Treat your partners just like you would your customers. Provide that extra level of care (which will then be passed down to customers).
One way to do this is to set up a branded and secure portal that has everything they need to sell without coming to you for every request. This is key for large distributors and high profile partners who bring in a large chunk of your business.
Bigtincan portal for manufacturing teams
Problem #3 Lack of control
One of the main setbacks to channel partner sales is that you lose control over the sales process.
Your partners may not nail the pitch for your products or provide the same level of customer service that your in-house reps would if selling directly — especially if you’re not enabling them with training on messaging or updated collateral.
Establish clear expectations and guidelines.
Provide regular training on your products (can’t say it enough), as well as a sales playbook, customer-facing content with approved messaging, and set targets and incentives for your partners.
And don’t forget to stay in touch. Regular communication and monitoring of partner performance helps you make sure your products are being represented accurately.
Get more visibility into their process to know when and how to set in (see point #4).
Problem #4 Lack of visibility
Measuring your channel partners’ performance and understanding how they discuss your brand and products is essential for optimizing marketing efforts and improving partner relationships.
It’s also mutually beneficial to have insight into which messages and content are working (or not working) for customers, so your in-house team knows what to provide to partners for better results.
But you’re not going to get the data you want or need from partners manually on a regular basis. It’s time and labor intensive and could be biased or inaccurate if based on anecdotal evidence.
Implement a CRM or PRM (partner relationship management) system to get automated reporting and analytics for channel activity.
Short of planting someone at every partner location to monitor every interaction and scrape data, the only way you’re going to get the information you need for optimal performance is through software.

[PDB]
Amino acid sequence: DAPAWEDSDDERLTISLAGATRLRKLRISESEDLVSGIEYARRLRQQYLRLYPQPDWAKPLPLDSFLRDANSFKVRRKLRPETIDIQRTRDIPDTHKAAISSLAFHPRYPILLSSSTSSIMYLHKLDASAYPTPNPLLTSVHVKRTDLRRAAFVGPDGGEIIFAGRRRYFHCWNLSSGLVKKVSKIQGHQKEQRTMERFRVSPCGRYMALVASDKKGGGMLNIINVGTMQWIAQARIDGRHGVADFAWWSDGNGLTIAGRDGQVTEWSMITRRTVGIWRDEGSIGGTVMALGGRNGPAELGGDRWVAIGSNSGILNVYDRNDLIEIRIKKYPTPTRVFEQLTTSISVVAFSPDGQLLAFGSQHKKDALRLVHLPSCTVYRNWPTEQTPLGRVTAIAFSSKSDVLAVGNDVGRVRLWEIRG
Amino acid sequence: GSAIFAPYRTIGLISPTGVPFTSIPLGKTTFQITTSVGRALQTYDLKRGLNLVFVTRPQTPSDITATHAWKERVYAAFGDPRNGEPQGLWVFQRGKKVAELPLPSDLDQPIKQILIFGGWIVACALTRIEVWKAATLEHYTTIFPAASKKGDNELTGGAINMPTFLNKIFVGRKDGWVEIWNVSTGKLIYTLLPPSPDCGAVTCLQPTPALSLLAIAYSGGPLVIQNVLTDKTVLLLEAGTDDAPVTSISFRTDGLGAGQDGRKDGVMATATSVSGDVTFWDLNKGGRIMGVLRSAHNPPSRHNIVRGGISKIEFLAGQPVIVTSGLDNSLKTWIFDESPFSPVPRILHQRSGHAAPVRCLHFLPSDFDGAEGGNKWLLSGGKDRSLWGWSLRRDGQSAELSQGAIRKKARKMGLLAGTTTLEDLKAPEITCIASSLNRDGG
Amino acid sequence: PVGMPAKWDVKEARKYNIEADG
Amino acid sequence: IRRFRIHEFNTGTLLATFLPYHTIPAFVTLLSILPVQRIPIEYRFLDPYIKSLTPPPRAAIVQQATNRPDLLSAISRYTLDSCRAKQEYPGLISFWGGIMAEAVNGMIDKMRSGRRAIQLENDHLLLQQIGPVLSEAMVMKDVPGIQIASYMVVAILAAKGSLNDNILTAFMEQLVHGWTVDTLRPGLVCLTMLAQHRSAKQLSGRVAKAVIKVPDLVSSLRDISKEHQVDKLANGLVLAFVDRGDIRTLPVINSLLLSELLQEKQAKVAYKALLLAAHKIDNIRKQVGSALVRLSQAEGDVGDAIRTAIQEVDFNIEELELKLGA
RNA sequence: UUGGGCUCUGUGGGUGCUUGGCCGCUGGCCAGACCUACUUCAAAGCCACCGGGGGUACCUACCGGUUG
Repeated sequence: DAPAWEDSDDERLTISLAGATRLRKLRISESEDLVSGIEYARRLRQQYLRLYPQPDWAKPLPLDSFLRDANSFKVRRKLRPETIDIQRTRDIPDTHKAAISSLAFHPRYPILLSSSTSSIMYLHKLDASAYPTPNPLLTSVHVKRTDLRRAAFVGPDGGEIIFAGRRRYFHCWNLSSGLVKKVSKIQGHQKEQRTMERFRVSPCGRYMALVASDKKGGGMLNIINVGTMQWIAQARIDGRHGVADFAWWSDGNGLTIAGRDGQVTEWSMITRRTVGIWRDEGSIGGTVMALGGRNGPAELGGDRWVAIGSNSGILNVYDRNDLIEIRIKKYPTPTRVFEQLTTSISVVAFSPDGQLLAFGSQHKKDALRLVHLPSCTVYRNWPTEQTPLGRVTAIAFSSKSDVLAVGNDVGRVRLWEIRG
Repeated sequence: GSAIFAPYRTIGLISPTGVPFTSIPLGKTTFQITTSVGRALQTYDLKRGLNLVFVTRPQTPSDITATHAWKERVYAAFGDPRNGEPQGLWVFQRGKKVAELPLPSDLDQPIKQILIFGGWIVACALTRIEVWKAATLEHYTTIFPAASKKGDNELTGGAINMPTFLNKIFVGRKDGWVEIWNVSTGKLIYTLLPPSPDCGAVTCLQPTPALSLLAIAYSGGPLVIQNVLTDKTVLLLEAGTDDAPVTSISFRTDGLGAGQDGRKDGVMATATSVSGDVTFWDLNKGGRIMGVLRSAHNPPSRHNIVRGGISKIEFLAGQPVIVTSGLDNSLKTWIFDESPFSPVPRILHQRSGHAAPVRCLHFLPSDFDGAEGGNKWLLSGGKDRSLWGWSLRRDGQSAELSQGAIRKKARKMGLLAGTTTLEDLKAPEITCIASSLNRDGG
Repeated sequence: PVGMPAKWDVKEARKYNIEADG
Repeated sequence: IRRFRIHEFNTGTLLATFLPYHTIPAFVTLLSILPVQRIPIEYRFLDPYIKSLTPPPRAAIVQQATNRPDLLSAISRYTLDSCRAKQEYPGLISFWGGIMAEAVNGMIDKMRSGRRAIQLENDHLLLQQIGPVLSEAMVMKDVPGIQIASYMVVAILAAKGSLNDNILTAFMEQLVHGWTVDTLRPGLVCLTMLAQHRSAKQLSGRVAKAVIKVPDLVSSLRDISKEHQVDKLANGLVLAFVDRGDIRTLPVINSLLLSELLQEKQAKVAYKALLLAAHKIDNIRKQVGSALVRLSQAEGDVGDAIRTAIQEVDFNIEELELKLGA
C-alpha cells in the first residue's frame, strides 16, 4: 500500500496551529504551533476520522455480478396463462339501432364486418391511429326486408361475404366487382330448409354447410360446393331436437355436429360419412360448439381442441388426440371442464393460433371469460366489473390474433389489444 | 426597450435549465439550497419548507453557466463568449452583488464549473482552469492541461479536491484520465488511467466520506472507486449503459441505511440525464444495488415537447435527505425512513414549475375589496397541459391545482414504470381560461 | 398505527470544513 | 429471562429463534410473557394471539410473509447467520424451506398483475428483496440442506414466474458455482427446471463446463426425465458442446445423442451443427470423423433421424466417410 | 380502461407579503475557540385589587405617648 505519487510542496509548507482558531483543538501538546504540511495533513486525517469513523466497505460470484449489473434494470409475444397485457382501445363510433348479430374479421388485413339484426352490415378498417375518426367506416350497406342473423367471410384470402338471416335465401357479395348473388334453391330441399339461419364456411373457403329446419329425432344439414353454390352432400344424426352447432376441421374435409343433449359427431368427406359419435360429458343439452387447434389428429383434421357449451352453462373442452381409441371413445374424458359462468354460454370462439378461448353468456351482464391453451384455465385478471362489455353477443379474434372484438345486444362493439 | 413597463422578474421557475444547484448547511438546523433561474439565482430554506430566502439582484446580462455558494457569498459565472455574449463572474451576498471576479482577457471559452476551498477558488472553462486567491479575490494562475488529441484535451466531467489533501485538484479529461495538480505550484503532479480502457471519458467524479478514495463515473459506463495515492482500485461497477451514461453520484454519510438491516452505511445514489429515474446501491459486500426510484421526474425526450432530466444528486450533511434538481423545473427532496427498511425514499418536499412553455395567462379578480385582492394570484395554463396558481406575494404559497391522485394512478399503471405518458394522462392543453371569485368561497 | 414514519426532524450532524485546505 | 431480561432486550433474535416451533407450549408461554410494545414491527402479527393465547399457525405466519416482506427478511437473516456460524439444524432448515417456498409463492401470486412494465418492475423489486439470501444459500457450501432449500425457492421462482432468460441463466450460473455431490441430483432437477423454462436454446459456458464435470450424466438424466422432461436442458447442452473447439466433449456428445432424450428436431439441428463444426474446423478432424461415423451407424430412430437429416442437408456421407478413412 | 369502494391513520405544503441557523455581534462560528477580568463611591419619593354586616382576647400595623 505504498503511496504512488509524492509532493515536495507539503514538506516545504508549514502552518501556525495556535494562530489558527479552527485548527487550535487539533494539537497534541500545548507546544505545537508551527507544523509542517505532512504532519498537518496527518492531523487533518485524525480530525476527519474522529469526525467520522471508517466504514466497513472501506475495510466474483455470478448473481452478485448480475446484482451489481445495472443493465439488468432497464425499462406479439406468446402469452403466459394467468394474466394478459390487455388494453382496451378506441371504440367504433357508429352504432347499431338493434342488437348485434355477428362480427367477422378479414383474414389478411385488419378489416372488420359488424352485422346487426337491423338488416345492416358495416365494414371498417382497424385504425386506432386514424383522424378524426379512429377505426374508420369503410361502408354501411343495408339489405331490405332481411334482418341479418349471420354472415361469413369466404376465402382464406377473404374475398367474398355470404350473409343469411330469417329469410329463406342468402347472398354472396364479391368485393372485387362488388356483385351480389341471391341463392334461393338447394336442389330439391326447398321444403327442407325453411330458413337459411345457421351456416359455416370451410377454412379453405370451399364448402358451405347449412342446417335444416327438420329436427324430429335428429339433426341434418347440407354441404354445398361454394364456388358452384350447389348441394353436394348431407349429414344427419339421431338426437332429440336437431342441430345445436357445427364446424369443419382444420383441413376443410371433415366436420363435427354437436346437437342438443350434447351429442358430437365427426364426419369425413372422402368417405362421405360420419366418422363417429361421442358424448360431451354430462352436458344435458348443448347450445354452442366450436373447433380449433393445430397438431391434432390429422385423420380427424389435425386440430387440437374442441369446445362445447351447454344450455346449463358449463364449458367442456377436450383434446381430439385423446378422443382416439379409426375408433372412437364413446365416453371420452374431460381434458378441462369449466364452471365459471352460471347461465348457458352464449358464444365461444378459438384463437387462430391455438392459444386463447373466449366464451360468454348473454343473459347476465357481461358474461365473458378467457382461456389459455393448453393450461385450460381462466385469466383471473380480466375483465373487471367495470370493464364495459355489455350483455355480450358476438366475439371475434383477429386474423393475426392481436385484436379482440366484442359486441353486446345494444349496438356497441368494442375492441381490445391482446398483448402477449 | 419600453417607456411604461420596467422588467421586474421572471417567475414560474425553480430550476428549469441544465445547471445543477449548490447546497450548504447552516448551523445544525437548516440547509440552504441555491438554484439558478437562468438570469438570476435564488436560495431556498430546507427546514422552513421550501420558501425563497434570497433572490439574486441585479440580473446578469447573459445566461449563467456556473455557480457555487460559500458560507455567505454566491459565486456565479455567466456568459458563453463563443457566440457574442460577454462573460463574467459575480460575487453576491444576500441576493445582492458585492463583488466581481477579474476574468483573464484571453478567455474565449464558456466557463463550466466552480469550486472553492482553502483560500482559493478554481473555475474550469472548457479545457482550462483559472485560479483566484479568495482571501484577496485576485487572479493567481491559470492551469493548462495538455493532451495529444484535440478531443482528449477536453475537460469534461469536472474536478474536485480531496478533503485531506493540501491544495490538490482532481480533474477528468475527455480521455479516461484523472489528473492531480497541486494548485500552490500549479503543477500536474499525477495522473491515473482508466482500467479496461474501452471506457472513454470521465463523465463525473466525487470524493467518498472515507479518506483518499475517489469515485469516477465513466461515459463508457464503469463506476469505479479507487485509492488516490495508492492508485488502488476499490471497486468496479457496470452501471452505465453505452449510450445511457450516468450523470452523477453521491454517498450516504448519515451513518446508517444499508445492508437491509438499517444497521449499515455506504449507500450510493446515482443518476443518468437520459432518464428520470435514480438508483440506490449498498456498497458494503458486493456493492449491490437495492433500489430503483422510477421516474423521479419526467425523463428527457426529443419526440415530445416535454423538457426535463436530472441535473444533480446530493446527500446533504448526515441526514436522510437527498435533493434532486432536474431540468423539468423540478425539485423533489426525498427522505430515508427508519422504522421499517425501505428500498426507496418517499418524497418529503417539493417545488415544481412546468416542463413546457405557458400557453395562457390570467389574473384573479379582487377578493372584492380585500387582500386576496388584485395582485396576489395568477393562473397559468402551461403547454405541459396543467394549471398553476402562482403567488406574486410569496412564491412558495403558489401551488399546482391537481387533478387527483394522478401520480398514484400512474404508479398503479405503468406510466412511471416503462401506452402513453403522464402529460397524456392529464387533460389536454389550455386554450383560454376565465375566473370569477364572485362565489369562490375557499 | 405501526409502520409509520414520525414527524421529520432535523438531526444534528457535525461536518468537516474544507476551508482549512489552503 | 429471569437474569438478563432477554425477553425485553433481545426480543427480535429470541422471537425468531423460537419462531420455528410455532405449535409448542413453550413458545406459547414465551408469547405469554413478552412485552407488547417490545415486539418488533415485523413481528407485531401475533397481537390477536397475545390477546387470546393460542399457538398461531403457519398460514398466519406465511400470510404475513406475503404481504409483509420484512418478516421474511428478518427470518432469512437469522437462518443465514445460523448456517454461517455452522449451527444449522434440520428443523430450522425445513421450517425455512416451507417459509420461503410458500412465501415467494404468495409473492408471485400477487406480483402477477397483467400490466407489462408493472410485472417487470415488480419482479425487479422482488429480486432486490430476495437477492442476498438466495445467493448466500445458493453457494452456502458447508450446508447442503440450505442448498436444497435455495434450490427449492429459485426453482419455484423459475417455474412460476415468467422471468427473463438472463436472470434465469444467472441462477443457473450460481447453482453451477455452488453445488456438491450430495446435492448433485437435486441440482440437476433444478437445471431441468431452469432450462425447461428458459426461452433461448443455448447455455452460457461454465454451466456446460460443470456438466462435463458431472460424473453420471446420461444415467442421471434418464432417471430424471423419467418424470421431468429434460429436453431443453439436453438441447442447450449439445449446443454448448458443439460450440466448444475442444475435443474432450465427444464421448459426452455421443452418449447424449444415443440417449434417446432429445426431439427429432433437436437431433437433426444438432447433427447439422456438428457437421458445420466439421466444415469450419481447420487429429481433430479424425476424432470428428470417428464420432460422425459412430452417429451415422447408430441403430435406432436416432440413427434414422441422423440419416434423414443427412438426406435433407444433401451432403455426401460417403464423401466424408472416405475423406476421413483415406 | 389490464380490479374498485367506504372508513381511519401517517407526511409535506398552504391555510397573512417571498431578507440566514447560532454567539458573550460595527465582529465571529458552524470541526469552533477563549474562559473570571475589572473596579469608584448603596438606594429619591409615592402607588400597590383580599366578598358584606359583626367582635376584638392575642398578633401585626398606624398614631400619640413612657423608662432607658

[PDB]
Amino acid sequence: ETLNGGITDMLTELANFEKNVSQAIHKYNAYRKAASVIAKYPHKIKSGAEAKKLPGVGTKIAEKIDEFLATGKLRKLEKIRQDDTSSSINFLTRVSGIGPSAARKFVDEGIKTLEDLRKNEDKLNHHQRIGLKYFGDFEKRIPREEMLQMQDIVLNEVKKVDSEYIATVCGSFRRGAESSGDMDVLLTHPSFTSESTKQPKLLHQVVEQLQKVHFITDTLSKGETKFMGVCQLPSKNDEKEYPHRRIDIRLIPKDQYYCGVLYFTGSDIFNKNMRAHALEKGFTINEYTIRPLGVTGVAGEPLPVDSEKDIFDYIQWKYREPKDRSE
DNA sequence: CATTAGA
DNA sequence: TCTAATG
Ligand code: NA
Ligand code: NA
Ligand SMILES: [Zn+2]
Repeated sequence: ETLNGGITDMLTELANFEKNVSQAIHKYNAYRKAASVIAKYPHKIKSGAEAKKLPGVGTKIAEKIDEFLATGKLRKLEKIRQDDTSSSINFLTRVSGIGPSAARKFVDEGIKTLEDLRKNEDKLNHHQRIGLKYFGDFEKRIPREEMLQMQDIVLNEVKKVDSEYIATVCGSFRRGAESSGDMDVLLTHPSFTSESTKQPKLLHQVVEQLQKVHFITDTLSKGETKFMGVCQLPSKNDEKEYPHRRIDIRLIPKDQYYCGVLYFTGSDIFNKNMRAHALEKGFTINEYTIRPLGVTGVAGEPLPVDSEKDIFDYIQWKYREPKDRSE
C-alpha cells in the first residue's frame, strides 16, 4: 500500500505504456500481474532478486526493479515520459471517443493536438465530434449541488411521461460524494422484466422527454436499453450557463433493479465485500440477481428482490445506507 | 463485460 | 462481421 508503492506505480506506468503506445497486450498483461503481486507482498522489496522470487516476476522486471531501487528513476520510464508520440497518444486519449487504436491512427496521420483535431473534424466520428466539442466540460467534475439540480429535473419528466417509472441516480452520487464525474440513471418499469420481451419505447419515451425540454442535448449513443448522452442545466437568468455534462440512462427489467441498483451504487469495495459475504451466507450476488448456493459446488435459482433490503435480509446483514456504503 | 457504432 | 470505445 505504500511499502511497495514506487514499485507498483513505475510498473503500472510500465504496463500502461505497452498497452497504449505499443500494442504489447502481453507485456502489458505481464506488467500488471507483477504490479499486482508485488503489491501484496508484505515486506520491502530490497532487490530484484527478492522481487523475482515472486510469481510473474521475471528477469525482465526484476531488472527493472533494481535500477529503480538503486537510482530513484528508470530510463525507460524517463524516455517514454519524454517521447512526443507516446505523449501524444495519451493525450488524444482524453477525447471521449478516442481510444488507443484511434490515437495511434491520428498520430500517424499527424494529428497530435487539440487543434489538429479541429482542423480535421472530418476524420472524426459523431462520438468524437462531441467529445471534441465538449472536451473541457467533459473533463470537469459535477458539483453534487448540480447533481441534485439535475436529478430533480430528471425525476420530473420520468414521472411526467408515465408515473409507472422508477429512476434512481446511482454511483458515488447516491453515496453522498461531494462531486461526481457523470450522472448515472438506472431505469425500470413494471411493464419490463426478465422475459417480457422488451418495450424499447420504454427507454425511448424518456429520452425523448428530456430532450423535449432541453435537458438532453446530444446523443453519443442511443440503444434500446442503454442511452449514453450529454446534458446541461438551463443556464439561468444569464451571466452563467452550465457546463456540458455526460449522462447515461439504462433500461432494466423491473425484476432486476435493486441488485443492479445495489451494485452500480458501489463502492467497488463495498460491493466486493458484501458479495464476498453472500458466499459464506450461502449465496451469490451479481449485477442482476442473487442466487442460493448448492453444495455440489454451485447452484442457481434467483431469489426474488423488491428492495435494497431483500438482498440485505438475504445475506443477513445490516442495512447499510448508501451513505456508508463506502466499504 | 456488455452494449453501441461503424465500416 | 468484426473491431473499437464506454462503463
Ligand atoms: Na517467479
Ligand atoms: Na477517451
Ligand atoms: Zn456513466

Implementing a partner enablement system that all partners can access improves visibility and collaboration. Most sales enablement systems with content management and analytics capabilities are primed for this use case.
They allow you to see platform, training, and content adoption, selling behaviors, what assets reps use the most or don’t use at all, how often they’re logging in or looking at content, plus metrics such as sales volume, customer satisfaction, and partner engagement. This can even include regular reporting on customer feedback and inventory levels.
This data also signals when it’s time for an outreach or content update to keep up that communication and stay top of mind.
In How to Enable Partners as a Tech CEO: Partner Portal or PRM System? (January 2022). Gartner notes that, “It's imperative for technology and service providers to collect data from the portal to categorize key partner requests, such as:
■ Who is downloading materials?
■ How often are they (sales, marketing, technical) visiting the portal?
■ Which product types and versions are partners reviewing?
■ What internal or external content is the partner consuming?
■ Who is getting trained?
■ Who is getting certified?
■ Are partner salespeople updating their sales presentations?”
Problem #5 Lack of sales training and content
Partner reps don’t live, eat, and breathe your messaging the way in-house reps do. They need onboarding, continuous training, and a steady stream of supportive sales collateral like product datasheets, slides, 3D models, and more.
Provide exceptional training and support.
By offering comprehensive and on-demand product training and marketing support, you can help your partners become experts in your products and effectively promote them to customers.